Andrew Lloyd Webber has launched an educational programme which will allow every child at participating schools to learn to play a musical instrument.
It is hoped that the new scheme will improve the behaviour and overall academic achievements of pupils, rather than create performing artists.
The Andrew Lloyd Webber Programme is modelled on an initiative at Highbury Grove School in Islington, north London, where an expansion of music education improved overall Ofsted results in recent years.
Lord Lloyd-Webber said: "It's time that music in schools and education is given far more prominence than it is at the moment. The absolutely thrilling thing which really took my attention... is the fact that all the kids are given a free instrument when they arrive."
The Andrew Lloyd Webber Foundation and The Charles Wolfson Trust will donate £2 million over four years to establish The Music in Secondary Schools Trust, which will implement the new programme.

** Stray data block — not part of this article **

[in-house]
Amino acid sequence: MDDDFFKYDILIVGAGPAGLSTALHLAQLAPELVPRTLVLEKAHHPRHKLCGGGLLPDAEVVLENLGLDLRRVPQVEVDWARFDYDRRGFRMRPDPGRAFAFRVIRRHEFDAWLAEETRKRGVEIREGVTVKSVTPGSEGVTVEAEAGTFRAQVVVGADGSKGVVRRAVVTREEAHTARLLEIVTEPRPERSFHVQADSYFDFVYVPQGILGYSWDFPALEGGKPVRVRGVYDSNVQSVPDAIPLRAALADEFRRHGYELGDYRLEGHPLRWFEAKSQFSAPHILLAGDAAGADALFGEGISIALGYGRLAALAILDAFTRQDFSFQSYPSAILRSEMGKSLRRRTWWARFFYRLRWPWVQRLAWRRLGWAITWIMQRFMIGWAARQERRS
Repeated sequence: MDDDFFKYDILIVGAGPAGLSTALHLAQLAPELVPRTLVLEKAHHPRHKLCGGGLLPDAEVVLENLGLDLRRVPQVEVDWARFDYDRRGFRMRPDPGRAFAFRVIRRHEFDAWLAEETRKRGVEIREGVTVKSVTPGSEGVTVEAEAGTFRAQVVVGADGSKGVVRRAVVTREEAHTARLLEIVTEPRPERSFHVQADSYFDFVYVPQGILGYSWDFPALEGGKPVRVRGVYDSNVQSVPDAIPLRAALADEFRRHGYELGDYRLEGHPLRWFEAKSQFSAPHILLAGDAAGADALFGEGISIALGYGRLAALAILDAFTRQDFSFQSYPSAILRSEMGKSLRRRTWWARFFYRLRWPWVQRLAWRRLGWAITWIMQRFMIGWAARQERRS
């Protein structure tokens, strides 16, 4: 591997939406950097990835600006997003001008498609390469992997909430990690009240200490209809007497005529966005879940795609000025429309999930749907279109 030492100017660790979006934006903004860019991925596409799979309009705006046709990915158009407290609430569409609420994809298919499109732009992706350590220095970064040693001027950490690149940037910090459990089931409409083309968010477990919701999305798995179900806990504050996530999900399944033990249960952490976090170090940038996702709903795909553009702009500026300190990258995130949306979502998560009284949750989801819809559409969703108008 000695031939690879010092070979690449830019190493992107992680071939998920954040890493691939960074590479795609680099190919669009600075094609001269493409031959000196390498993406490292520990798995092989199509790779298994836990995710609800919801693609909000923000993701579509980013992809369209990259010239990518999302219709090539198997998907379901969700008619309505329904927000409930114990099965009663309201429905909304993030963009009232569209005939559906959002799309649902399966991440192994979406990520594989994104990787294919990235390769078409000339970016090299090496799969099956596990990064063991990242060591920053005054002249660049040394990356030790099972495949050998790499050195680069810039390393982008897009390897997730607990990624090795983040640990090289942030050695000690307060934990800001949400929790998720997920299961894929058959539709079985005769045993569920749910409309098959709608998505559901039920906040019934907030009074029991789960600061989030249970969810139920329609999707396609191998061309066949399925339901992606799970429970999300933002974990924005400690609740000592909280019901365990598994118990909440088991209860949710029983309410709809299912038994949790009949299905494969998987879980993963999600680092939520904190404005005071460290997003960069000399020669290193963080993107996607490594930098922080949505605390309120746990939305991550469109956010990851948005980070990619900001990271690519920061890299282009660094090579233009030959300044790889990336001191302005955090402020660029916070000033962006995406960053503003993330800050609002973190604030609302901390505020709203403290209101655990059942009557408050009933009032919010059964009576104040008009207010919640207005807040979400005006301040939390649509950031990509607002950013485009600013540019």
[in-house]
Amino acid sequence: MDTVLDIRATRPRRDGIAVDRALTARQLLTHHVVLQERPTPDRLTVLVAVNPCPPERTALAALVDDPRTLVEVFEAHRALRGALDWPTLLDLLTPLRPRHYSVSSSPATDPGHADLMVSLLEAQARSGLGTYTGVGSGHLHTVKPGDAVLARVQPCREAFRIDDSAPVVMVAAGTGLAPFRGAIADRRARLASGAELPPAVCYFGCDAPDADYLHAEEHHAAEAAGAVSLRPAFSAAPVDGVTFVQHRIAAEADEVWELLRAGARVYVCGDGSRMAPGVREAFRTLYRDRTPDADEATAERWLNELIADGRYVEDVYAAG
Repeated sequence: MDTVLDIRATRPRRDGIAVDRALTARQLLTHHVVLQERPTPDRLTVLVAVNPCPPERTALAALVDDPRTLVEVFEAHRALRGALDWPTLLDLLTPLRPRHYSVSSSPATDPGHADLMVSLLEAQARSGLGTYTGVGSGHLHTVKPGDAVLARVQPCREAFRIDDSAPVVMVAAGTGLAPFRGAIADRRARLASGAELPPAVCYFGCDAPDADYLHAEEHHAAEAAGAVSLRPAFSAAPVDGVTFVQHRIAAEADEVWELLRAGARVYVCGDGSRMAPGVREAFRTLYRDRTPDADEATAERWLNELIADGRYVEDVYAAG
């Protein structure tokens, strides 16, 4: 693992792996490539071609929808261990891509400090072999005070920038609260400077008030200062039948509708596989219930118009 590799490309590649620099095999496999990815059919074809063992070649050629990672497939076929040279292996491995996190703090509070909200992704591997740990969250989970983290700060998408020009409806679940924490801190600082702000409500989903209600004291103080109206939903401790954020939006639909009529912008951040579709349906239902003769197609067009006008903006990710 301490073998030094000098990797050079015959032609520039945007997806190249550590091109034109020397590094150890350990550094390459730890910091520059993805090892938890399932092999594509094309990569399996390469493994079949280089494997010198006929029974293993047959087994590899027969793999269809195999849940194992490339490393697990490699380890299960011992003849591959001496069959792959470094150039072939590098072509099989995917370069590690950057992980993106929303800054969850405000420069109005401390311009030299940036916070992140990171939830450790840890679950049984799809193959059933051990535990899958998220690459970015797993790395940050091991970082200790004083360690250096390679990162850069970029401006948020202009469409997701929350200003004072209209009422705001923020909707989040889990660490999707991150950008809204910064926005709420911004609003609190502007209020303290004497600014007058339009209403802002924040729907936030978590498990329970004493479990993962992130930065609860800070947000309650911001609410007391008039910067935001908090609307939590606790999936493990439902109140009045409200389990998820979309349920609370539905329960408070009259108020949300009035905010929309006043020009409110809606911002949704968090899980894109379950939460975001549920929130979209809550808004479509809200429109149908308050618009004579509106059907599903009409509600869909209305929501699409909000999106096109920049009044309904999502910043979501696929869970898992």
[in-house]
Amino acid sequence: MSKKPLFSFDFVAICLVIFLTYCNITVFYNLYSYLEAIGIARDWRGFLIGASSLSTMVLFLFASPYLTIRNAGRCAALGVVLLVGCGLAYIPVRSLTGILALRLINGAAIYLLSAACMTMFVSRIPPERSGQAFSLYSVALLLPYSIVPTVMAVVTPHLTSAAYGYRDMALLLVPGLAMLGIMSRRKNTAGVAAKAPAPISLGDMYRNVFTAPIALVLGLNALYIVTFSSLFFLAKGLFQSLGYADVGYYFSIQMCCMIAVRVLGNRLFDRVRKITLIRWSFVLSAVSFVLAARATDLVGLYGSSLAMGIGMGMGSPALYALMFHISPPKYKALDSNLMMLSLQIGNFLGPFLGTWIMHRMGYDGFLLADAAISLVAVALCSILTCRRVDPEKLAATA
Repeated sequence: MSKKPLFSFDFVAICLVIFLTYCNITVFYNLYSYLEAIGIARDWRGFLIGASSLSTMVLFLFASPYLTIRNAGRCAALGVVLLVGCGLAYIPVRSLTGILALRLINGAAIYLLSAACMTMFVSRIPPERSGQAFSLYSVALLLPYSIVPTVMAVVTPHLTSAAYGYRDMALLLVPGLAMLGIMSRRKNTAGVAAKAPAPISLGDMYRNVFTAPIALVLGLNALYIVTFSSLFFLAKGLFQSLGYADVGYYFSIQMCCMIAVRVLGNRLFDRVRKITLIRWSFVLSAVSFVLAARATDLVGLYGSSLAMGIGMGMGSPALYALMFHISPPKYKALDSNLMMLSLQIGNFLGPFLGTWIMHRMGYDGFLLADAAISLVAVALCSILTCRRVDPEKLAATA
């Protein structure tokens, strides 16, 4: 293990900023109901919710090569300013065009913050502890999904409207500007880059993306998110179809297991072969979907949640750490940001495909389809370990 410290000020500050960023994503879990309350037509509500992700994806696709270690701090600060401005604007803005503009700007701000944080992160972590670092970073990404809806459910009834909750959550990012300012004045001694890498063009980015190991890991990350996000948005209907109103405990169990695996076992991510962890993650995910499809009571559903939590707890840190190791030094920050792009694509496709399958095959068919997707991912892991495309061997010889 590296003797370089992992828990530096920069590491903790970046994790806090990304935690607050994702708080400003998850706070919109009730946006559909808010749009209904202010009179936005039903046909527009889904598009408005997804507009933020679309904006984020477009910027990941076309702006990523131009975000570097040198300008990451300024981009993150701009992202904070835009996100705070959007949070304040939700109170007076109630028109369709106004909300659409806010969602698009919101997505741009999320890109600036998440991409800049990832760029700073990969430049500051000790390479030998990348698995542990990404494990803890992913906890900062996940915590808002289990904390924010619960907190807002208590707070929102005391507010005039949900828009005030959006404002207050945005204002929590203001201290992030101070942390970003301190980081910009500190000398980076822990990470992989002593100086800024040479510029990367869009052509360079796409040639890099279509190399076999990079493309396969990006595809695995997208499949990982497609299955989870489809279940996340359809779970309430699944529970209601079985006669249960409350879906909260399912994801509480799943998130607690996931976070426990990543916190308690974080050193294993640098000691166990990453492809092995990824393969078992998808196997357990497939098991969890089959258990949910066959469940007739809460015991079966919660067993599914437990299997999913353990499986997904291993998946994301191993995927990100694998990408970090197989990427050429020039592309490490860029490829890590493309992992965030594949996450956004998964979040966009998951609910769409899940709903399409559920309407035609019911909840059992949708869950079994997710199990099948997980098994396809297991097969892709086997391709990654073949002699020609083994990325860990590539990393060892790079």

"I do passionately believe that music in education is an enormous step forward," Lord Lloyd-Webber said.
"It's never going to solve absolutely everything, but I think that what's happened here is more than worthy of doing many, many times."
The 65-year-old musical impresario also called on Education Secretary Michael Gove to support the scheme.
"I've tried to make the Government take notice. I've mentioned the school in the House of Lords," he said. "If one can bring it to people's attention then that's great. If my foundation can help do it in other places, (that would be) fantastic, because if the thing works it will snowball."
Highbury Grove and Lister Community School in Plaistow, east London, will run the programme from September, with another two schools starting it for 2014-15.